Guanine nucleotide binding regulatory proteins

Their characteristics and identification

Research output: Contribution to journalReview article

16 Citations (Scopus)

Abstract

Many biological signals are processed by the binding of chemicals to cell surface receptors. Signals are switched to intracellular language via guanine nucleotide binding regulatory proteins (G-proteins) which are present in all eukaryotic cells. Thus, G-proteins serve as interfaces between receptor-response coupling. Two forms of G-proteins have been reported: conventional G-proteins which are heterotrimeric and consist of α, β, and γ subunits, and monomeric small molecular weight G-proteins which are generally found as single polypeptides. Recently, high molecular weight G-proteins have also been described. The family of G-proteins contains multiple genes that encode the α, β, or γ subunits. G-proteins play a pivotal role in excitation-contraction coupling in smooth muscle function and control metabolic and secretory processes. In this review article, we have given a brief overview on the characteristics and methodology for the identification of G-proteins. The heterotrimeric G-proteins are generally identified by Western blotting and ADP-ribosylation with bacterial toxins. The monomeric and high molecular weight G-proteins have been identified by [35S]GTPδS overlay technique and photoaffinity labeling, respectively. Recently, the use of molecular genetic probes has made it possible to investigate the expression of the message for various G-proteins.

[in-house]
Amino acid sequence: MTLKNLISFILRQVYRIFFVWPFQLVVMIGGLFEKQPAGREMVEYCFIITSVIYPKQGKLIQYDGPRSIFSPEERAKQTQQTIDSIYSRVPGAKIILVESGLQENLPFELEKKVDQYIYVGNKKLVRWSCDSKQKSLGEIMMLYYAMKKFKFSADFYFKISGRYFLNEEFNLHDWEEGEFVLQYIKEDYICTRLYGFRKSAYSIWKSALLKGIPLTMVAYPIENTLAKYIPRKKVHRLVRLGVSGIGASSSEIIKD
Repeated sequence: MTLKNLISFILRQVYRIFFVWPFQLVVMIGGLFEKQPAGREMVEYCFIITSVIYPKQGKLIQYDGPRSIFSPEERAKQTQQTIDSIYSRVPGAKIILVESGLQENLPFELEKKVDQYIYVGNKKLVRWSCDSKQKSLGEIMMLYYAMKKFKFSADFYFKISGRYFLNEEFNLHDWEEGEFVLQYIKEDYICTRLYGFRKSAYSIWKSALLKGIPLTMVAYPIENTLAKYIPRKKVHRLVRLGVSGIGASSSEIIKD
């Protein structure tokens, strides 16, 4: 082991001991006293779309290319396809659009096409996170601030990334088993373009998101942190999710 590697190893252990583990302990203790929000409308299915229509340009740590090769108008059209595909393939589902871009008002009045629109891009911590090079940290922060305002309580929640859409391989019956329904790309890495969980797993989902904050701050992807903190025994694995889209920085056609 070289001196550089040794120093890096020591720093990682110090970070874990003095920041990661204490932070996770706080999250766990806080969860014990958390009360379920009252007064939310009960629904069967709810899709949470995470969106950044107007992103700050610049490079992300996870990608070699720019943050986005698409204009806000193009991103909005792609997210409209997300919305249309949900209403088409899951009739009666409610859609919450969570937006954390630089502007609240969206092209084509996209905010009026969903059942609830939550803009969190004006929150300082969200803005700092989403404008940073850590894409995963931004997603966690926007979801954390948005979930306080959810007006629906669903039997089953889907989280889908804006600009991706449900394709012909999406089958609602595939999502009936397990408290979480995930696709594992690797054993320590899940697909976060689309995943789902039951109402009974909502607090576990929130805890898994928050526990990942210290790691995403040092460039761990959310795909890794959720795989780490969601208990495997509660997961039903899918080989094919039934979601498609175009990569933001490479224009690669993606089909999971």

Original languageEnglish
Pages (from-to)187-196
Number of pages10
JournalJournal of Pharmacological and Toxicological Methods
Volume32
Issue number4
DOIs
StatePublished - 1994

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Guanine Nucleotides
GTP-Binding Proteins
Carrier Proteins
Proteins
Molecular Weight
Molecular weight
Bacterial Toxins
Molecular Probes
Excitation Contraction Coupling
Secretory Pathway
Cell Surface Receptors
Eukaryotic Cells
Adenosine Diphosphate
Labeling
Smooth Muscle
Muscle
Molecular Biology
Language
Genes
Western Blotting

All Science Journal Classification (ASJC) codes

  • Pharmacology
  • Toxicology

Cite this

Guanine nucleotide binding regulatory proteins : Their characteristics and identification. / Ali, Nawab; Agrawal, Devendra K.

In: Journal of Pharmacological and Toxicological Methods, Vol. 32, No. 4, 1994, p. 187-196.

Research output: Contribution to journalReview article

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AB - Many biological signals are processed by the binding of chemicals to cell surface receptors. Signals are switched to intracellular language via guanine nucleotide binding regulatory proteins (G-proteins) which are present in all eukaryotic cells. Thus, G-proteins serve as interfaces between receptor-response coupling. Two forms of G-proteins have been reported: conventional G-proteins which are heterotrimeric and consist of α, β, and γ subunits, and monomeric small molecular weight G-proteins which are generally found as single polypeptides. Recently, high molecular weight G-proteins have also been described. The family of G-proteins contains multiple genes that encode the α, β, or γ subunits. G-proteins play a pivotal role in excitation-contraction coupling in smooth muscle function and control metabolic and secretory processes. In this review article, we have given a brief overview on the characteristics and methodology for the identification of G-proteins. The heterotrimeric G-proteins are generally identified by Western blotting and ADP-ribosylation with bacterial toxins. The monomeric and high molecular weight G-proteins have been identified by [35S]GTPδS overlay technique and photoaffinity labeling, respectively. Recently, the use of molecular genetic probes has made it possible to investigate the expression of the message for various G-proteins.

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